For Elthamites only – two new cafes have opened in recent weeks:
- Billy’s Deck (where Frio’s and, before that, Degani’s were). View/download their menu (pdf).
- Craft Kitchen And Bar (where Volumes was). Craft Kitchen And Bar is also open in the evenings and thus is effectively also a restaurant. The picture right is apparently one of their dessert offerings. View/download their menu (pdf).
The winner of last week’s random draw for the free annual subscription of the PIP magazine was Jaime Edge. Thanks to everyone that participated.
‘Crowd harvest’ – seeds for Valentine’s Day
Gardeners everywhere often harvest more seeds than they can sensibly store. Gardeners with excess seeds are invited to send them in a Valentine’s card to one or more not-for profit organisations listed below, each of which has a certified horticulturalist employed and ready to look after the seeds, either to start the seeds, store the seeds or distribute to others in need who know how to start seeds. DIVRS in Preston, STREAT in Collingwood or Carrington Health in Box Hill (ask for Alex Salmon). Any questions, contact Cath Lyons (aka Tiny Trowel) by phone (0401 814679) or email.
New newsletter reader Deb Thomson has told me about The Gardenettes, a Melbourne-based group who are “a retro-tinged garden to table show whose stories, tips and tricks focus on the things we love most … growing and eating delicious home-grown, hand-picked, home made food … passionate about showing you that you can grow your own food … and create a feast with garden-fresh produce.” One of the gardenettes is Deb’s daughter, Chloe. Another, Melissa King, is giving a talk at Diamond Valley Library on Tuesday, 20th February, 11.30am-12.30pm.
RetroSuburbia is David Holmgren’s new book, to be published on 10th February. Click here to read about the book, here to buy the book, or here to go and listen to David talk about the book.
The book discusses a number of case studies from around North East Melbourne, including: Alistair and Christine’s (Northcote); The Plummery (Northcote); Saba and Matt’s rental property (Lilydale); and Sharehouse (Preston).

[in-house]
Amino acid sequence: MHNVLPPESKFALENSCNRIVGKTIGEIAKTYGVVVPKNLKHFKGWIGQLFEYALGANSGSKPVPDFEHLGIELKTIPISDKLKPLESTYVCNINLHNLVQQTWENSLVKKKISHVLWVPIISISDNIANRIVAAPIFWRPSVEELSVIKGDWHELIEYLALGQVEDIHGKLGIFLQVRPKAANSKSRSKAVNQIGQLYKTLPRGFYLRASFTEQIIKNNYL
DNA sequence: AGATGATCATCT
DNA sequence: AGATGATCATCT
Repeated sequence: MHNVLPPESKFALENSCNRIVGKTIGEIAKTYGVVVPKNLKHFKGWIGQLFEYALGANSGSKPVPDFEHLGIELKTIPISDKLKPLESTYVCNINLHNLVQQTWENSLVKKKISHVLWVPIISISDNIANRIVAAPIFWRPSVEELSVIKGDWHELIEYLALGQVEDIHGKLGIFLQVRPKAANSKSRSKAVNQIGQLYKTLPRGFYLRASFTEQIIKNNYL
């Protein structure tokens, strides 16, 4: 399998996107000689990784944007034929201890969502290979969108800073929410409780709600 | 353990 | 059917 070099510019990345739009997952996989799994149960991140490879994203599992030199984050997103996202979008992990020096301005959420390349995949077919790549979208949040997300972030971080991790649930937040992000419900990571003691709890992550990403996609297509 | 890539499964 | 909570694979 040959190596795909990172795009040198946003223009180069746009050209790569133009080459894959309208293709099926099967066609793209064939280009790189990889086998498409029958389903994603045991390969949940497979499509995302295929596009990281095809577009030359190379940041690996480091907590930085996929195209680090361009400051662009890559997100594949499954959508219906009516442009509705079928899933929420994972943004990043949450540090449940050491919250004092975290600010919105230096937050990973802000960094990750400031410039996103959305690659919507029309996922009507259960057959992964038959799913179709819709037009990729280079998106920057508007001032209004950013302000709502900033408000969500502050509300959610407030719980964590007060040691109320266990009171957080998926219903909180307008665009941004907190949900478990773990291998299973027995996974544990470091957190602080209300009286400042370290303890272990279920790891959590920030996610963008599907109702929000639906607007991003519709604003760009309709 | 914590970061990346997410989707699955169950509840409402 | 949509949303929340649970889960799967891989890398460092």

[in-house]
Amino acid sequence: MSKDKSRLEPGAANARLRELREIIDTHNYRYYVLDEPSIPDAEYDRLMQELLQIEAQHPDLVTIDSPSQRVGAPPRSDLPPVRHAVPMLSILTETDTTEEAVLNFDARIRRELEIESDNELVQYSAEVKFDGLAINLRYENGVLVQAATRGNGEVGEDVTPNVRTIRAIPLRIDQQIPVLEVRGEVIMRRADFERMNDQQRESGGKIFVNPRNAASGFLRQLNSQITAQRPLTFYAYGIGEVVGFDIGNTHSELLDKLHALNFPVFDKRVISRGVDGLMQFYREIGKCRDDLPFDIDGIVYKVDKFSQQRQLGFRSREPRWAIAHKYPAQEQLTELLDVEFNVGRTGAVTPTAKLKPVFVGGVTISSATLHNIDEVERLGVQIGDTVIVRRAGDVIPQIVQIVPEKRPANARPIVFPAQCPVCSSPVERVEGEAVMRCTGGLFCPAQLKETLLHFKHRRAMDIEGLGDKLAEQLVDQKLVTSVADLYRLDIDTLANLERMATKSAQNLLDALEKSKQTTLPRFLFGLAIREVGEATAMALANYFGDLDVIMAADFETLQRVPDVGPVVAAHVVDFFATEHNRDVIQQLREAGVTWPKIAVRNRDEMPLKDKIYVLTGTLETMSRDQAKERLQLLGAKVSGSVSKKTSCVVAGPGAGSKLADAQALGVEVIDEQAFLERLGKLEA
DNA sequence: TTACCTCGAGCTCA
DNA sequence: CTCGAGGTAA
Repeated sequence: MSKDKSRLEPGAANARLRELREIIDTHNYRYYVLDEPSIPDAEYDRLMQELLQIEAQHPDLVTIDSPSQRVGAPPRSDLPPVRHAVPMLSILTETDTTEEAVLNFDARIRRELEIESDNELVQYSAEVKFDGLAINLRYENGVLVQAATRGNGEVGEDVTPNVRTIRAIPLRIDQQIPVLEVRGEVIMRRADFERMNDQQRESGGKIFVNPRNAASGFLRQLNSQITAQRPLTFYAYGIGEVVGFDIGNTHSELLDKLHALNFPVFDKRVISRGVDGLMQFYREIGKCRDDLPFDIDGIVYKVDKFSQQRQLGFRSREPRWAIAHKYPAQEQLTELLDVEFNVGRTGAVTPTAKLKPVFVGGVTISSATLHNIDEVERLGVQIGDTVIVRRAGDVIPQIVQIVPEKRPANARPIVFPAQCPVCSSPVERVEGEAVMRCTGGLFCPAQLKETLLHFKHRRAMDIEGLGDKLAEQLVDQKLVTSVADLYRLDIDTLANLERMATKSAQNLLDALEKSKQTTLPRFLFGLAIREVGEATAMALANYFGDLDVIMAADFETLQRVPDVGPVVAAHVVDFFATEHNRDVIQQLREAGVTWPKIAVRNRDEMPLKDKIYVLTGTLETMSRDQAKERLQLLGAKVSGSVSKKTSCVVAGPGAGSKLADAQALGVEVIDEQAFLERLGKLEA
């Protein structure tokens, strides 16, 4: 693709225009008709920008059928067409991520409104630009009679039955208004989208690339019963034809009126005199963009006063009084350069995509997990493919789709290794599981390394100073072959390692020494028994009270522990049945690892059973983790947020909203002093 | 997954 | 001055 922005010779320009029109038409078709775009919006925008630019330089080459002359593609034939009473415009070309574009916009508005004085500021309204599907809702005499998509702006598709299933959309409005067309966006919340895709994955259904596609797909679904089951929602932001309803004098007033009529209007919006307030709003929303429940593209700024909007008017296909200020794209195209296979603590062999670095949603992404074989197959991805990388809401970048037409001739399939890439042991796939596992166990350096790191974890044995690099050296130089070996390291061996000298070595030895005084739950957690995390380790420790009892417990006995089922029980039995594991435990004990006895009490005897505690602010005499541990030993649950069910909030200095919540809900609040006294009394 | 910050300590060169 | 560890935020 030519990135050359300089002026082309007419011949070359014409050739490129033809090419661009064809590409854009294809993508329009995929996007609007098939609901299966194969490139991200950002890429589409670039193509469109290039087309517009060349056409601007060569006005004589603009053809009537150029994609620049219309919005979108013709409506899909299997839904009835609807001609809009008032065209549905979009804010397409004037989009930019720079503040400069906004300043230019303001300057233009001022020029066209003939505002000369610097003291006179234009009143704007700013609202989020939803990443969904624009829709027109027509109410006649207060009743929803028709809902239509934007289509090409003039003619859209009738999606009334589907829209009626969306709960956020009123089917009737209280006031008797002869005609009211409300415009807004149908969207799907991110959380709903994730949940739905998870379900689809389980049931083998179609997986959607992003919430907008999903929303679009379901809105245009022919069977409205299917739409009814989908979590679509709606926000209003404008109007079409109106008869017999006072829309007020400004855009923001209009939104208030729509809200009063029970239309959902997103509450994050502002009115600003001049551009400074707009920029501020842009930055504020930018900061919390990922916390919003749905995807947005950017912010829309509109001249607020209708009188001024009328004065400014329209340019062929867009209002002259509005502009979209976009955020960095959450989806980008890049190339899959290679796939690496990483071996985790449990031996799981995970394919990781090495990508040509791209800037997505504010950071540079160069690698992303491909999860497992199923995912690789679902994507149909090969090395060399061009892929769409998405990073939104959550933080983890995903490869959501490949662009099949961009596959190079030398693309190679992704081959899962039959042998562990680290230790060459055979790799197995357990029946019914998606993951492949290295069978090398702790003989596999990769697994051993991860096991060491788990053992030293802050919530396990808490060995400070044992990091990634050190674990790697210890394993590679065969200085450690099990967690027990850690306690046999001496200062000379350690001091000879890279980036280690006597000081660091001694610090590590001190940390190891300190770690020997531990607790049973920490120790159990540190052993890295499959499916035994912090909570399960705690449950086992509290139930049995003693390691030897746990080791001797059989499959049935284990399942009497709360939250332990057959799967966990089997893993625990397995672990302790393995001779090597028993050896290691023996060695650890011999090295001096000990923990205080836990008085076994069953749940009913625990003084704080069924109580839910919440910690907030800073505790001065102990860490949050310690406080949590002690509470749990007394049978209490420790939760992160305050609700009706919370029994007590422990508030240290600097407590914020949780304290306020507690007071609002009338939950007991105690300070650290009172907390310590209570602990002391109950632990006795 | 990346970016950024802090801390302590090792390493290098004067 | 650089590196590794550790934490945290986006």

More about honey
Maya ‘Xala Honey recently posted on Facebook: “Honey never spoils. When sealed in an airtight container, honey is one of the few foods known to have an eternal shelf life. There are even reports of edible honey being found in several-thousand-year-old Egyptian tombs.” Well, I never knew that so I thought I would investigate. And it turns out to be true: as discussed on the Smithsonian website, honey’s combination of acidity, lack of water and presence of hydrogen peroxide apparently means that it can remain preserved in a completely edible form for thousands of years if sealed.
This site lists 10 other foods that take a long time to spoil: white rice, salt, soy sauce, sugar, dried beans, pure maple syrup, powdered milk, hard liquor, pemmican and (of course) Terry Pratchett’s dwarf bread (which enables you to survive for days by making you realise that you are surrounded by things that look more edible, and which can’t go stale because it starts off stale).
Which link was clicked most times in the last newsletter?
Judy Vizzari’s interview with Duang Tengtrirat and Rob Reid Smith.
Joke of the week
Did you hear about the restaurant on the moon? Great food but no atmosphere.
Read all the jokes.